Mr. KANE: They're there.

CONAN: I got out after 23 years as an enlisted second class petty officer. I could not advance because of quotas set up by the Bureau of Navy Personnel. I've seen a lot of good people get out because they were so frustrated with their not so good people that were being retained. I loved my years in the military and knowing what I know now, I would not have joined when I did. I would have gone to college and would totally bypassed the military all together.

Mr. KANE: Hmm.

CONAN: This is from Joshua(ph) in - I recently separated from the Army as a sergeant. I decided not to reenlist because I received a much better opportunity to establish a private career in the banking industry. I am so much happier being out of uniform, but I certainly miss it. Something to keep in mind that it's not simply the best officers but enlisted men and women who leave the rank and file, so we're left with often incompetent officers who are woefully unprepared to lead as well as a concurrent loss of brilliant non-coms who are fed up serving fools fit for no more than kitchen duties responsible for combat duties.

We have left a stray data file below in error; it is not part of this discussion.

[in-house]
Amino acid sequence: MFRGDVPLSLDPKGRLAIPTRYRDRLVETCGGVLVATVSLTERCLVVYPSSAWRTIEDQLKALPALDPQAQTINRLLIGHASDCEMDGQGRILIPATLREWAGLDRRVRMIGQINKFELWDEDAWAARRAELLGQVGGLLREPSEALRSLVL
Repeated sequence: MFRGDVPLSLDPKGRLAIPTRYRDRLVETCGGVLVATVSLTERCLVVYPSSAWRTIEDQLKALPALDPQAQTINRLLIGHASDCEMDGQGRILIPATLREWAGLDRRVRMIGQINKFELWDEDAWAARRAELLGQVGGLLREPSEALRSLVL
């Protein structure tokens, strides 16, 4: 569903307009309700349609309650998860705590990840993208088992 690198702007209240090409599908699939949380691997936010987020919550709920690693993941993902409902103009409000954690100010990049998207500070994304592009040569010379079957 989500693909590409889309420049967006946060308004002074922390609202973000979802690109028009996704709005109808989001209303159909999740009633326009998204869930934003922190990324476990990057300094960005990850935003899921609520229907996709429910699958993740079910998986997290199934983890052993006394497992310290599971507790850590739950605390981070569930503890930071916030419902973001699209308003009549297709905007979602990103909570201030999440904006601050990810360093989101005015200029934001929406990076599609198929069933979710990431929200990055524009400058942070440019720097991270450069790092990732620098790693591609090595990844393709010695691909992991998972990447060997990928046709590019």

Mr. KANE: This sounds like it came from my dad. This is how he used to talk about officers, so he was pretty frustrated when he saw me become one. But there are still great people that serve. But they are frustrated that they know their Army, their Air Force, their Navy is not operating at peak efficiency, in fact, maybe half of that. And you do see a lot of incompetents advance. But there are good people who stay in and I think General Petraeus is a great example of that.